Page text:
Gypsy Moth

GM caterpillar pic

Gypsy moth (Lymantria dispar) is a serious forest pest and is responsible for killing millions of oak and other species of trees across the state. Although oak species are preferred, gypsy moth caterpillars feed on hundreds of other tree and shrub species, including:

  • Apple
  • Alder
  • Aspens
  • Basswood
  • Birches
  • Hawthorn
  • Hemlock
  • Tamarack (larch)
  • Pines
  • Spruces
  • Willows
  • Witch hazel

It usually takes more than one year of defoliation before trees die, however, conifers that are defoliated may be killed after a single season of defoliation.

Although the boom and bust cycles of the gypsy moth are less severe than during the past, they still require control during years their populations are high.


Perhaps the longest-standing effort to manage forest pests on Pennsylvania’s forest lands has been the DCNR’s Bureau of Forestry’s gypsy moth program.

The gypsy moth has been causing significant forest damage in Pennsylvania since the 1970s. The most recent outbreak occurred between 2013 to 2017, and this pest has been the principal agent of tree mortality on state forest land since the 1970s.

The DCNR Bureau of Forestry uses an integrated pest management approach to monitor and treat gypsy moth populations to lessen tree mortality and prevent significant defoliation.

The bureau and cooperating counties conduct annual egg mass surveys to monitor gypsy moth populations, and plans a suppression program when populations exceed threshold levels.

The bureau uses applications of Bacillus thuringiensis subspecies kurstaki (Btk), a natural biological insecticide, and tebufenozide, an insect growth regulator, to control gypsy moth populations via aerial application using airplanes and helicopters on state land and on private lands when requested by counties.


Survey your property for egg masses in the summer and fall. The gypsy moth has one generation per year in Pennsylvania.

Females lay their eggs as light tan egg masses (100-1,500 eggs/mass) on trees, stones, and other substrates during June and July. Eggs hatch from mid-April to early May the following spring.


Tactics for mechanical removal of gypsy moth egg masses can be effective for individual yard trees but are not effective as a forest-wide control method. Methods include removal of egg masses before they hatch and removal of unnecessary yard objects where egg masses can be hidden by females, such as:

  • Piles of old wood
  • Building materials
  • Dead branches, firewood, and other refuse

Egg masses should be scraped into a sealed container or bag and disposed.

Another control tactic is wrapping burlap around the trunks of trees where gypsy moth larvae can hide during the day.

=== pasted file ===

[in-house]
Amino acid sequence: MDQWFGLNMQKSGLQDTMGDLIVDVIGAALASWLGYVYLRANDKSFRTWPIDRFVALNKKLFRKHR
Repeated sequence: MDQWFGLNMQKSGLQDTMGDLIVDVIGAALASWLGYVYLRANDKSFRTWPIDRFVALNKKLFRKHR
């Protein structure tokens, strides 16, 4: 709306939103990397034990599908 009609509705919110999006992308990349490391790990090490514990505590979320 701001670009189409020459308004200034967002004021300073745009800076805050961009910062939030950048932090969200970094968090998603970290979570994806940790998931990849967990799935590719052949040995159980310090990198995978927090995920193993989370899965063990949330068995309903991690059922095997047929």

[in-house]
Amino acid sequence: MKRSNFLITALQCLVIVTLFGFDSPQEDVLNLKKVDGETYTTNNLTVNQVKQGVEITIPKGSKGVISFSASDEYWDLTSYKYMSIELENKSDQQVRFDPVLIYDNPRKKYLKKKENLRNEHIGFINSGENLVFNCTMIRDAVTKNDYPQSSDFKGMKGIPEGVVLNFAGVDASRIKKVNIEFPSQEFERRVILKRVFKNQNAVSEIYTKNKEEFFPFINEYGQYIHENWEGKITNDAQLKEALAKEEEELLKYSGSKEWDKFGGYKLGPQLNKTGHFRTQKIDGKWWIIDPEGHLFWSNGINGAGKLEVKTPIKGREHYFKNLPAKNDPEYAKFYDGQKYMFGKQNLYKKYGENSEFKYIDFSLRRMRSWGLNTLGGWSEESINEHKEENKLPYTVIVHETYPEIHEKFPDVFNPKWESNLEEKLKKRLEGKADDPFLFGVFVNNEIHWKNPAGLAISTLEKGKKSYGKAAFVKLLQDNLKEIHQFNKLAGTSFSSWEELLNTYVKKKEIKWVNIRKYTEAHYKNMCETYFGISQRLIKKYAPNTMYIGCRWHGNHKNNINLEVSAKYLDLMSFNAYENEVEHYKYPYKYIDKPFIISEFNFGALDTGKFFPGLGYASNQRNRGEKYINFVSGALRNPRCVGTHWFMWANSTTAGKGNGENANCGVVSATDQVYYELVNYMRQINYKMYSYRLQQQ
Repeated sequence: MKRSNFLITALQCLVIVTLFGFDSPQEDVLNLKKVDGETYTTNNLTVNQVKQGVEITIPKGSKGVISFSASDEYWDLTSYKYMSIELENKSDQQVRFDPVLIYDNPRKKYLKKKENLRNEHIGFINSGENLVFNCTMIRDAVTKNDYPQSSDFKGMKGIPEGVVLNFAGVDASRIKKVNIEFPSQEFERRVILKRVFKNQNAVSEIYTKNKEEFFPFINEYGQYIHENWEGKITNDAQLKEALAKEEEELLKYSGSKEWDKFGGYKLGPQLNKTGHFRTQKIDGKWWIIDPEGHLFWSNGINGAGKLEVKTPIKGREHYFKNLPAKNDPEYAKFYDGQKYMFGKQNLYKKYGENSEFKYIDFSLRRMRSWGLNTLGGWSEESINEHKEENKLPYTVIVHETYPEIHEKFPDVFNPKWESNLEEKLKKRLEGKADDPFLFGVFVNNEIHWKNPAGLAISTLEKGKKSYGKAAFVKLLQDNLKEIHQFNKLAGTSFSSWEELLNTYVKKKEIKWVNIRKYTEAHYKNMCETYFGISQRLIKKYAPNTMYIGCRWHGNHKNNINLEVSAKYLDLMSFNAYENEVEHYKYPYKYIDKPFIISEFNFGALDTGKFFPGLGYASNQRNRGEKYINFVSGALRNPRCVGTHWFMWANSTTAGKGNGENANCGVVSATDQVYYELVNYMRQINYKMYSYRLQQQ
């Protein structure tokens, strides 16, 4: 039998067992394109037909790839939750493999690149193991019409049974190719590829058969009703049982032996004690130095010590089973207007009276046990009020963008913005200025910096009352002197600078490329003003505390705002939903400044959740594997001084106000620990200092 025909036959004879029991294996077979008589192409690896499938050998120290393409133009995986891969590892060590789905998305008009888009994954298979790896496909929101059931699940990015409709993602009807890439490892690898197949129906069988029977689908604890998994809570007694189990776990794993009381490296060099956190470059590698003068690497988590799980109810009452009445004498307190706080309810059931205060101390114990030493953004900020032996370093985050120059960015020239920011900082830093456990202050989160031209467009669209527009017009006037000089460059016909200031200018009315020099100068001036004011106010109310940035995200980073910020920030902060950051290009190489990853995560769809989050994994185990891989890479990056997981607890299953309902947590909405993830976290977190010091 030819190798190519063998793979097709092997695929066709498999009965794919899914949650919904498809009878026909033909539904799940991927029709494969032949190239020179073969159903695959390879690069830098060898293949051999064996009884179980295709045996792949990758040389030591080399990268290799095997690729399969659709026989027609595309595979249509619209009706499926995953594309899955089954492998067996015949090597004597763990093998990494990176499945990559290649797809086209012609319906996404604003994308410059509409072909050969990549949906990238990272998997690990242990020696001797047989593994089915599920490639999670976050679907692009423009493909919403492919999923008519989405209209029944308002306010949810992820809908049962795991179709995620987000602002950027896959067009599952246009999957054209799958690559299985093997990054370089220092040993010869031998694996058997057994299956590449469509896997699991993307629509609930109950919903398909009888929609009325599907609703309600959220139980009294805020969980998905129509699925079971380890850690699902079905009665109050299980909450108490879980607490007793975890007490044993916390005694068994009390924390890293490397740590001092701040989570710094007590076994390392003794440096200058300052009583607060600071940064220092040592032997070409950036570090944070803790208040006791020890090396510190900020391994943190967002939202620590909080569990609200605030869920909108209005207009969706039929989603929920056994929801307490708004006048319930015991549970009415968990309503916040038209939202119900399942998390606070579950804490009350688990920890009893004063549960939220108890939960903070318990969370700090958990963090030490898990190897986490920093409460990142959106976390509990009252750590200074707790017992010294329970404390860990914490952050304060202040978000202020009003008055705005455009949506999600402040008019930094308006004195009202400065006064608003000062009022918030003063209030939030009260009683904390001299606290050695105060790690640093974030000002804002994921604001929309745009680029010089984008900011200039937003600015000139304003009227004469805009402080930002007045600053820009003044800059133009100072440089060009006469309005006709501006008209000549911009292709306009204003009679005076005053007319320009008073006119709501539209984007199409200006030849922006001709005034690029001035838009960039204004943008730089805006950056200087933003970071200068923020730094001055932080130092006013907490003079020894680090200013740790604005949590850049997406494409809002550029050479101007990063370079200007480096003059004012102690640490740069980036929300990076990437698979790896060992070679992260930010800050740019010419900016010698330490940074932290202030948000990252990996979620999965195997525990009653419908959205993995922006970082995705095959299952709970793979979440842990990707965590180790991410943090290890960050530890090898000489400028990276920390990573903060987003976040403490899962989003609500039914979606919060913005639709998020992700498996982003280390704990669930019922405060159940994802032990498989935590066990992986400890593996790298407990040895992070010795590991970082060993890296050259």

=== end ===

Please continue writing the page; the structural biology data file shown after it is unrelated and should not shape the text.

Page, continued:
The larvae hiding under the burlap are then scraped into a can of soapy water, killing the larvae.

Sticky tape around the trees can also be used to entrap larvae as they move down the trees to hide during the day.


Using insecticides to reduce defoliation during high gypsy moth densities is an effective option; however, they do not eliminate the gypsy moth entirely or shorten the infestation period.

Homeowners must assess the risks and benefits of insecticide use. Insecticides are not necessary unless the population of gypsy moth egg masses or larvae indicate a threat to your trees.

There are several insecticides registered for use for gypsy moth; however, only some of them are available for homeowner use. Always read the label instructions before using an insecticide.


DCNR conducts an aerial gypsy moth suppression program for private landowners on a request basis. This is conducted through a request for treatment by the county government.

Each participating county has a Gypsy Moth County Coordinator, who is responsible for handling all the private landowner requests in the county.

The program is conducted and cost shared in cooperation with participating counties or other local municipalities, and receives partial funding from the USDA Forest Service. Each participating county contributes a minimum of 50 percent of the total program cost.

Treatments are only conducted at the request of a landowner in a participating county, and if the area meets the program requirements. Treatments begin when 50 percent of the caterpillars are in their second instar during the spring so timing is critical.

If you believe that you have a need for a gypsy moth suppression treatment, you should contact your gypsy moth county coordinator by calling your county commissioner’s office during July or early August.

Additional information about DCNR’s private residential gypsy moth spraying program, including property requirements and landowner responsibilities is available in an informational bulletin.

If your county does not participate in the DCNR gypsy moth program, a landowner can contact one of the licensed aerial applicators to have their property treated.


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